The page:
by Scott Creighton
UPDATE: For comparison purposes, you can read the transcript of Donald Trump’s war-mongering, sycophantic pandering speech to AIPAC, here.
Bernie Sanders politely declined an invitation to speak at this year’s AIPAC convention in D.C. yesterday. The other presidential candidates went there and pandered to the Likudnik Lobby as if their professional lives depended on it, slandering everyone from Iran to Palestinian children “being taught to hate” the Jewish state for no other reason than… Muslims.
Bernie gave a lengthy stump speech in Utah then he gave a little press conference type address in which he delivered what he claims would have been his AIPAC speech. It is notable for a number of reasons but the most obvious is… he chose not to give it to the AIPAC crowd… which probably would have booed him off the stage if he gave it there or physically dragged him off the stage, exposing AIPAC and it’s rabid followers for what it and they really are.
So, was his decision to give this speech half a country away a decision he made in his best interests or in theirs? Hard too say. My guess is “both”
I have copied part of the transcript of his speech from his website and posted the full video below my comments.
I have left out much of the transcript because he stops talking about Palestine about halfway through it and then goes on and on about how we should provide more support to our “friends” in Saudi Arabia so they can continue their Salafist “moderate” terrorist regime change operation in Syria, under the cover of “fighting ISIS”. Bernie even calls Assad and Gaddafi “brutal dictators” (lumping them in with Saddam Hussein) and suggests it was right and proper to attempt to force regime change on them.
“In other words, we all recognize that Assad is a brutal dictator. But I think that our priorities right now have got to be destroy ISIS, work out a political settlement with Russia and Iran to get Assad out of power“..
“All of us know what has occurred in Iraq. We got rid of Saddam Hussein, a brutal, brutal murderer and a tyrant.”…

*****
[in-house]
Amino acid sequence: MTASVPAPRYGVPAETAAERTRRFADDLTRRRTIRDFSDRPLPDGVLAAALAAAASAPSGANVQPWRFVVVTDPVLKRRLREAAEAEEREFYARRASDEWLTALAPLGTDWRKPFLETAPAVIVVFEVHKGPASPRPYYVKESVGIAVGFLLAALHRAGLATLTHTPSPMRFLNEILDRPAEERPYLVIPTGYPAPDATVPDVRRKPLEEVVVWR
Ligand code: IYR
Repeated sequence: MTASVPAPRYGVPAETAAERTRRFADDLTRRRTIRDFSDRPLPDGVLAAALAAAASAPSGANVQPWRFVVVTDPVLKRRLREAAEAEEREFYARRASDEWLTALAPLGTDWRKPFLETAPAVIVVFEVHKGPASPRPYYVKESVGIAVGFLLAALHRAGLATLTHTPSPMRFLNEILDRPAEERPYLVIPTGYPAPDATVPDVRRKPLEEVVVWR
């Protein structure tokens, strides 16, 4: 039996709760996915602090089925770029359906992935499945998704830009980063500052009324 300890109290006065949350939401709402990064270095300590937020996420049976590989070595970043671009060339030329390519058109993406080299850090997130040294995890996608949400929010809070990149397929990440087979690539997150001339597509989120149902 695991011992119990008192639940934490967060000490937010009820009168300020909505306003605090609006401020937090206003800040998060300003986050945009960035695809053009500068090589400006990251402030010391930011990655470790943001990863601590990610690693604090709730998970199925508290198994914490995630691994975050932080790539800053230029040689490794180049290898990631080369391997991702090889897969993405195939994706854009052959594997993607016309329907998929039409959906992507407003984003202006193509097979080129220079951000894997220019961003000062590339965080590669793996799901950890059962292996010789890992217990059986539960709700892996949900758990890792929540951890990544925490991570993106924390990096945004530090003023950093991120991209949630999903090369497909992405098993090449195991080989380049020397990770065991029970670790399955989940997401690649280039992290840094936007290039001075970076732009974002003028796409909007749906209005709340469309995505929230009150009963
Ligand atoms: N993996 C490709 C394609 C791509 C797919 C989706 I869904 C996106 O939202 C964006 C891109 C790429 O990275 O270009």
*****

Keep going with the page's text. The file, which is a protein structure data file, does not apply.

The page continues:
“And the situation is not totally dissimilar from what has happened in Libya. We got rid of a terrible dictator there, Colonel Gaddafi…” Bernie Sanders
To me this kind of apologist revisionist view of what both the Bush and Obama administrations did in Iraq, Libya and Syria is unforgivable and for that, no matter what the man says about the 1% and changing campaign financing laws, he does not deserve either my respect or my vote.
Hillary Clinton and Barack Obama did not destroy Libya with their “humanitarian” bombing campaigns because Gaddafi was a “brutal dictator” and they did not set in motion the regime change of Syria via the use of Salafist “moderate” terrorists who are still bombing and killing civilians in Syria to this very day because Assad is a “brutal dictator”
Neither of those two men were/are “brutal dictators”. They were/are very popular in their respective countries and they just happened to oppose Western Big Banking financial interests and hold a different opinion than Bernie Sanders on what it means to be a socialist (as in they were/are and he wasn’t/isn’t)
That said, Sanders does make some (albeit tepid) accurate statements about what is happening in Palestine right now and calls for a legitimate effort to negotiate a two state solution, with official borders between the two nations and the withdrawal of Israeli settlements from the West Bank (Green Line from 1967 June accord is already recognized by most of the world as the official borders. I wonder if Bernie will support that). He also speaks (briefly) about the disproportionate “reaction” of Israel’s IDF attacks on Gaza back in 2014 (it wasn’t a “reaction” you asshole, they staged the rocket launching so they could attack Gaza) which killed over 1,500 Palestinian civilians (and over 500 Palestinian children, which Sanders fails to mention)
So the transcript is below and the video is below that.
As you all know, Bernie is courting the young vote, the BDS-type activist vote, and so for him to make this speech, it certainly helps his street credit especially when you consider one of the biggest push-backs against him from the alternative/progressive community is that video in which he screams at a supporter at some town hall meeting when she was asking him to denounce Israel over the killing of 500 Palestinian children back in 2014. He said “Excuse me! Shut up! Israel has a right to defend itself!”
“In my view Hamas has been very clear and say Israel does not have a right to exist” Bernie Sanders
That of course is absolutely not true. But it is a Hasbara talking point, cleaved from the propaganda they spout about Iran.
In that little exchange back then, Sanders used every Hasbara talking point he could think of to justify the IDF’s attacking civilian targets, including but not limited to saying Hamas was launching rockets from civilian population centers (like schools?) and that meant it was their fault so many civilians were being killed by Israel.
Interestingly, back in 2014, he does the exact same thing he did yesterday and that is bring up “ISIS” right after talking about Israel’s crimes against humanity as if too say “look. these guys are worse by comparison so let’s put this into perspective”
Anyway, the text and video are below. See what you think.